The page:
4. Retribution. Punishment should strive to redress the right order, which has been violated by the crime. The offender should be required to pay a price for the offense committed. If possible, also, the victims of the crime should be compensated for the wrong they have suffered.
Granted that punishment has these four aims, we may now inquire whether the death penalty is the apt or necessary means to attain them.
1. Rehabilitation. Capital punishment does not reintegrate the criminal into society; rather, it cuts off any possible rehabilitation. The sentence of death, however, can and sometimes does move the condemned person to repentance and conversion. There is a large body of Christian literature on the value of prayers and pastoral ministry for convicts on death row or on the scaffold. In cases where the criminal seems incapable of being reintegrated into human society, the death penalty may be a way of achieving the criminal's reconciliation with God.16
2. Defense against the criminal. Capital punishment is obviously an effective way of preventing the wrongdoer from committing future crimes and protecting society from him. Whether execution is necessary is another question. The very fact that a criminal is alive may constitute a threat that he might attack fellow prisoners or prison guards or might be released or escape and do further harm. But, as John Paul II remarks in Evangelium vitae (EV 56), modern improvements in the penal system have made it extremely rare for execution to be the only effective means of defending society against the criminal.
3. Deterrence. Executions, especially where they are painful, humiliating, and public, may create a sense of horror that would prevent others from being tempted to commit similar crimes. But the Fathers of the Church censured spectacles of violence such as those conducted at the Roman Coliseum. Vatican II's Pastoral Constitution on the Church in the Modern World explicitly disapproved of mutilation and torture as (p.340) offensive to human dignity (GS 27). In our day death is usually administered in private by relatively painless means, such as injections of drugs, and to that extent it may be less effective as a deterrent. Sociological evidence on the deterrent effect of the death penalty as currently practiced is ambiguous, conflicting, and far from probative.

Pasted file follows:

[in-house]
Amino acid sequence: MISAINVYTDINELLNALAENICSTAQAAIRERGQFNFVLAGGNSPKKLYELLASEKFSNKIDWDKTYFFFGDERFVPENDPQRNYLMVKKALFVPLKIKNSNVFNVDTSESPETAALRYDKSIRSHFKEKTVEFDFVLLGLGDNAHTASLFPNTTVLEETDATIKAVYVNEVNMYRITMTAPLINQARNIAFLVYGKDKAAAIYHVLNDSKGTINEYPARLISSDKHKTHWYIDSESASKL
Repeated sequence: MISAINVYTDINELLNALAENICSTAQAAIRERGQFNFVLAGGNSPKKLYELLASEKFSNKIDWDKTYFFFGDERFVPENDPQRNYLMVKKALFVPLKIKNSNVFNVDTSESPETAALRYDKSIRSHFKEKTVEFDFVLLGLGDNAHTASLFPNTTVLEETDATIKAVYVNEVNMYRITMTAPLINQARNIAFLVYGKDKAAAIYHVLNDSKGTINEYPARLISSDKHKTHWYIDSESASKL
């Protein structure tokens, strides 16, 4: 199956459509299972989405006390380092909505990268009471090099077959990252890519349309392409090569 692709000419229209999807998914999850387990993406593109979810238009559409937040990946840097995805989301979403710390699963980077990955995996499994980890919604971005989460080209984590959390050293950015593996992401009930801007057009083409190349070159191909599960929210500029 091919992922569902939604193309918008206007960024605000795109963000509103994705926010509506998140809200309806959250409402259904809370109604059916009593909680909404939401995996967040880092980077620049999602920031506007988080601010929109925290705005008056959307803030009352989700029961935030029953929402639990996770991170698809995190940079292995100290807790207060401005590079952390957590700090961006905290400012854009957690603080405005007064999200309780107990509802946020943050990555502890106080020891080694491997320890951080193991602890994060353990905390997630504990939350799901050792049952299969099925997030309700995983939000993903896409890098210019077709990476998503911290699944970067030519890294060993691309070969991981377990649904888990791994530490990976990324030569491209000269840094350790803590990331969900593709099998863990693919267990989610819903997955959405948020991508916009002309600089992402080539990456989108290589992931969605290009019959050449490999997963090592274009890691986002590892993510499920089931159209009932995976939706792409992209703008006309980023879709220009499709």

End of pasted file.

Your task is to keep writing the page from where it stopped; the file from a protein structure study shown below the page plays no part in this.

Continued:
4. Retribution. In principle, guilt calls for punishment. The graver the offense, the more severe the punishment ought to be. In Holy Scripture, as we have seen, death is regarded as the appropriate punishment for serious transgressions. Thomas Aquinas held that sin calls for the deprivation of some good, such as, in serious cases, the good of temporal or even eternal life. By consenting to the punishment of death, the wrongdoer is placed in a position to expiate his evil deeds and escape punishment in the next life. After noting this, St. Thomas adds that even if the malefactor is not repentant, he is benefited by being prevented from committing more sins.17
Retribution by the State has its limits because the State, unlike God, enjoys neither omniscience nor omnipotence. According to Christian faith, God “will render to every man according to his works” at the final judgment (Rom 2:6; cf. Mt 16:27). Retribution by the State can only be a symbolic anticipation of God's perfect justice.
For the symbolism to be effective, the society must believe in the existence of a transcendent order of justice, which the State has an obligation to protect. This has been true in the past, but in our day the State is generally viewed simply as an instrument of the will of the governed. In this modern perspective, the death penalty expresses not the divine judgment on objective evil but rather the collective anger of the group. The retributive goal of punishment is too easily misconstrued as a self-assertive act of vengeance.18
The death penalty, we may conclude, has different values in relation to each of the four ends of punishment. It does not rehabilitate the criminal but may be an occasion for bringing about salutary repentance. It is an effective but rarely necessary means of defending society against the criminal. Whether it serves to deter others from similar crimes is a disputed question, difficult to settle. Its retributive value is impaired by lack of clarity about the role of the State. In general, then, capital punishment has some limited value but its necessity is open to doubt.